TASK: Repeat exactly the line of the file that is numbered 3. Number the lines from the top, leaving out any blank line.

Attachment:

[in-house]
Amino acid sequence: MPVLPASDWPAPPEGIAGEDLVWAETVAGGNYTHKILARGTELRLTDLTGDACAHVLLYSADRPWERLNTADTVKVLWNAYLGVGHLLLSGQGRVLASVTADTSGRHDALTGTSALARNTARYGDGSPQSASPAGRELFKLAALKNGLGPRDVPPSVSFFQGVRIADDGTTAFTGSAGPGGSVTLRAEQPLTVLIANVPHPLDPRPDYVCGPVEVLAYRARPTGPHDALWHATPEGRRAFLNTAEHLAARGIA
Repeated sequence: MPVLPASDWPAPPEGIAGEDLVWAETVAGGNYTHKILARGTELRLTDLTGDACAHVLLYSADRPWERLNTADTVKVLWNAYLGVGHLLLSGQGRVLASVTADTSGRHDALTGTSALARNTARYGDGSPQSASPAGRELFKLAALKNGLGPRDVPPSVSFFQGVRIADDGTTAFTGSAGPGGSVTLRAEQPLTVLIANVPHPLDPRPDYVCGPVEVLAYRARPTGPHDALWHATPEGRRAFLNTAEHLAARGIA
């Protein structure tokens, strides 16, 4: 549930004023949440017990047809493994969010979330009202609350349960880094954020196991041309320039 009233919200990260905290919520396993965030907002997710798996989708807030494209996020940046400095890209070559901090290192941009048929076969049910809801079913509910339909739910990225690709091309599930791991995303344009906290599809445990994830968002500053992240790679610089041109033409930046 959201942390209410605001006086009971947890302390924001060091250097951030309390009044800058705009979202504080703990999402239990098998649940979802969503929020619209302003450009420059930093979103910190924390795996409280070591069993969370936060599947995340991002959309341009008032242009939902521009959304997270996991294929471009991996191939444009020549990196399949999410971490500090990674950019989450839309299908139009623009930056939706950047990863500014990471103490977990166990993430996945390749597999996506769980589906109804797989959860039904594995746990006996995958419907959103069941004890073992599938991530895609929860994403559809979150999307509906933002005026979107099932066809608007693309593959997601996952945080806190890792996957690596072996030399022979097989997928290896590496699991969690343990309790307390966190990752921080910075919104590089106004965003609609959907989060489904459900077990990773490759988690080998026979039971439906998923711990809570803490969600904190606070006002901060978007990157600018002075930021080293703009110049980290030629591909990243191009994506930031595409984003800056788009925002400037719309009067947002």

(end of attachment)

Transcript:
Repeated sequence: MPVLPASDWPAPPEGIAGEDLVWAETVAGGNYTHKILARGTELRLTDLTGDACAHVLLYSADRPWERLNTADTVKVLWNAYLGVGHLLLSGQGRVLASVTADTSGRHDALTGTSALARNTARYGDGSPQSASPAGRELFKLAALKNGLGPRDVPPSVSFFQGVRIADDGTTAFTGSAGPGGSVTLRAEQPLTVLIANVPHPLDPRPDYVCGPVEVLAYRARPTGPHDALWHATPEGRRAFLNTAEHLAARGIA